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KLUZ-TV, virtual channel 14 (UHF digital channel 22), is a Univision-owned television station licensed to Albuquerque, New Mexico, United States and also serving the state capital of Santa Fe. The station is owned by the Univision Local Media subsidiary of Univision Communications; Entravision Communications, which owns UniMás affiliate KTFQ-TV (channel 41), operates KLUZ under a local marketing agreement (LMA). The two stations share studios on Broadbent Parkway in northeastern Albuquerque; KLUZ's transmitter is located in Rio Rancho.

History[]


Prior usage of channel 14 in Albuquerque[]

Channel 14 signed on as KGSW on May 8, 1981. The call sign was derived from the station's original owners, Galaxy Communications and Southwest Television. Initially, KGSW carried drama shows, movies from the 1940s through the 1970s, sitcoms, and religious shows. In the fall of 1983, the station added more sitcoms and began running cartoons in the 7–9 a.m. and the 3–5 p.m. weekday slots.

In 1984, the Providence Journal Company bought KGSW from the original owners. The station affiliated with the Fox network when the network launched on October 9, 1986. The station continued a general entertainment format with cartoons, sitcoms, and movies. KGSW also carried a news capsule titled Fox 14 News Update. In the fall of 1992, after KKTO-TV (channel 2) went dark, Providence Journal acquired its programming and integrated it into KGSW's lineup. Shortly afterward, it acquired the KKTO license as well, and on April 5, 1993, KGSW moved to channel 2 and changed call letters to KASA-TV. The channel 14 license was then surrendered to the Federal Communications Commission for cancellation.

In 1997, Paxson Communications was awarded a construction permit for a new station on channel 14; in April 1999, it signed on as Pax TV station KAPX. Paxson chose to sell some of its stations, including KAPX; in 2003, Univision bought the station, and that June relaunched channel 14 as Telefutura (now UniMás) affiliate KTFQ.

KLUZ-TV[]

KLUZ began operation in September 1987 on channel 41 and has been a Univision affiliate since then. In 2007, it added LATV as a digital subchannel on 41.2.

On December 4, 2017, as part of a channel swap made by Entravision Communications, KLUZ and sister station KTFQ swapped channel numbers, with KLUZ moving to digital channel 22 and virtual channel 14.

Newscasts[]

In 1992, KLUZ premiered a news program called 5 en Punto (five o'clock). In 1993, KLUZ launched Albuquerque's first Spanish-language newscast, Noticias 41. The show was anchored by New Mexico native Bonita Ulibarrí, along with weatherman Sergio Schwartz and sportscaster Liliana Carrillo. The newscast aired Monday through Friday at 10 p.m.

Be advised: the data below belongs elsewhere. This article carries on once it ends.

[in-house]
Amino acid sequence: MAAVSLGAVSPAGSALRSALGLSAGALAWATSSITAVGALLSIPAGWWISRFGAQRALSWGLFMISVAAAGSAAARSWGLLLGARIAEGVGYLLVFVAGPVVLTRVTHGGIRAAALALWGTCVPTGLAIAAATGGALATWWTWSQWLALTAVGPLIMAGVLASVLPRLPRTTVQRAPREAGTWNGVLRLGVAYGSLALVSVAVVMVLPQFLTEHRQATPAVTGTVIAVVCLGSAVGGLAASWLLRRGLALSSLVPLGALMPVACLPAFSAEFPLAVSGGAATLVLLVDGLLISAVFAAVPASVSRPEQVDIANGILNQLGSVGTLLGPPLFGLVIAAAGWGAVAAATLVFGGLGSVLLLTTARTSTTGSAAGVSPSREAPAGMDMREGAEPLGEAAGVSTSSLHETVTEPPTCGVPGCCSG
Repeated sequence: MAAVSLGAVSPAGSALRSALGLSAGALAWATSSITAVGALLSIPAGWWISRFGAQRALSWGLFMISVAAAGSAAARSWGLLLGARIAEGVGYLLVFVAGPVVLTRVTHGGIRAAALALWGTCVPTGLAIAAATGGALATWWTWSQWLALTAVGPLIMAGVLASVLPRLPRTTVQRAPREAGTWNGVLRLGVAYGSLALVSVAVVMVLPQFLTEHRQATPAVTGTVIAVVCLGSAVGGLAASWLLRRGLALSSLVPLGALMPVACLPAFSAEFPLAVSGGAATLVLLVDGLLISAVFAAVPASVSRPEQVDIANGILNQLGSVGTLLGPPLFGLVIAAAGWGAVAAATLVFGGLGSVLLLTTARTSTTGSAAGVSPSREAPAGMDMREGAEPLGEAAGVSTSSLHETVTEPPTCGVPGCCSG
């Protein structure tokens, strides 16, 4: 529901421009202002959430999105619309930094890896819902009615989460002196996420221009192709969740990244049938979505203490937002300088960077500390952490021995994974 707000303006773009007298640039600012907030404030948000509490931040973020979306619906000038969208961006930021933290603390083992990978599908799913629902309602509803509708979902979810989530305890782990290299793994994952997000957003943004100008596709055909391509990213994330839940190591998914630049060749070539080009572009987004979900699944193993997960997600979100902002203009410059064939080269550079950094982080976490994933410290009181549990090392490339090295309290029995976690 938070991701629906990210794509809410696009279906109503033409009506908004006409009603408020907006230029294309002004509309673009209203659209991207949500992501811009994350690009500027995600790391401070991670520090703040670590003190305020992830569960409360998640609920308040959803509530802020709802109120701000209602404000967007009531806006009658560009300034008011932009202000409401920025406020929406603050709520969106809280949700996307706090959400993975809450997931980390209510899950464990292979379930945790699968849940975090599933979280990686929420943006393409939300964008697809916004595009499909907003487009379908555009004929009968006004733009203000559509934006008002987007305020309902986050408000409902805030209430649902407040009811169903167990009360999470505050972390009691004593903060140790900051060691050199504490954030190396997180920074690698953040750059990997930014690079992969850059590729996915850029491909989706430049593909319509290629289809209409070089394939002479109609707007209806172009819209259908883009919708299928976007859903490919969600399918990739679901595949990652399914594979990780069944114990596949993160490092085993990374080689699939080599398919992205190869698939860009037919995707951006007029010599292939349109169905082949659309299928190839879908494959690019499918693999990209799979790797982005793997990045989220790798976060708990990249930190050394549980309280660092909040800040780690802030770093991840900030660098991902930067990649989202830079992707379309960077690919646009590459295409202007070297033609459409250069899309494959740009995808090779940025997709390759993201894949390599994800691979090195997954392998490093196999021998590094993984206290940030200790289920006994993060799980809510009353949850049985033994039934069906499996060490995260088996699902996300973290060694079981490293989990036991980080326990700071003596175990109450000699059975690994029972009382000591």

In 1993, the station launched a 5 p.m. program that replaced 5 En Punto and was anchored by Ulibarrí. Schwartz continued to do weather, but a new sportscaster, Donaldo Zepeda, was introduced. For the 10 p.m. broadcast, Ulibarrí was replaced as anchor by Susana Olivares, with Zepeda and Schwartz in the same respective roles.

On January 30, 1994, the station hired Roberto Repreza to anchor both the 5 p.m. and 10 p.m. newscasts. Ulibarrí returned to the 10 p.m. broadcast as a co-anchor. In 1996, Repreza left to go to KXLN-TV, and Ulibarrí returned to being the sole anchor.

On November 2, 2015, Entravision transferred production of KLUZ's newscasts from Albuquerque to Denver sister station KCEC.

Technical information[]

Subchannels[]

The station's digital signal is multiplexed:

Channel Video Aspect PSIP Short Name Programming
14.1 720p 16:9 KLUZ Main KLUZ-TV programming / Univision
14.2 480i Quest Quest
14.3 HSN HSN
14.4 CourtTV Court TV
14.5 Dabl Dabl
14.6 Twist Twist

Former Subchannels[]

The station's digital signal is multiplexed:

Channel Video Aspect PSIP Short Name Programming
14.1 1080i 16:9 KLUZ-HD Main KLUZ-TV programming / Univision
14.2 480i Quest Quest
14.3 HSN HSN
14.4 CourtTV Court TV
14.5 Dabl Dabl
14.6 Twist Twist

Analog-to-digital conversion[]

KLUZ-TV shut down its analog signal, over UHF channel 41, on June 12, 2009, which was the official date in which full-power television stations in the United States transitioned from analog to digital broadcasts under federal mandate. The station's digital signal remained on its pre-transition UHF channel 42. Through the use of PSIP, digital television receivers display the station's virtual channel as its former UHF analog channel 41.

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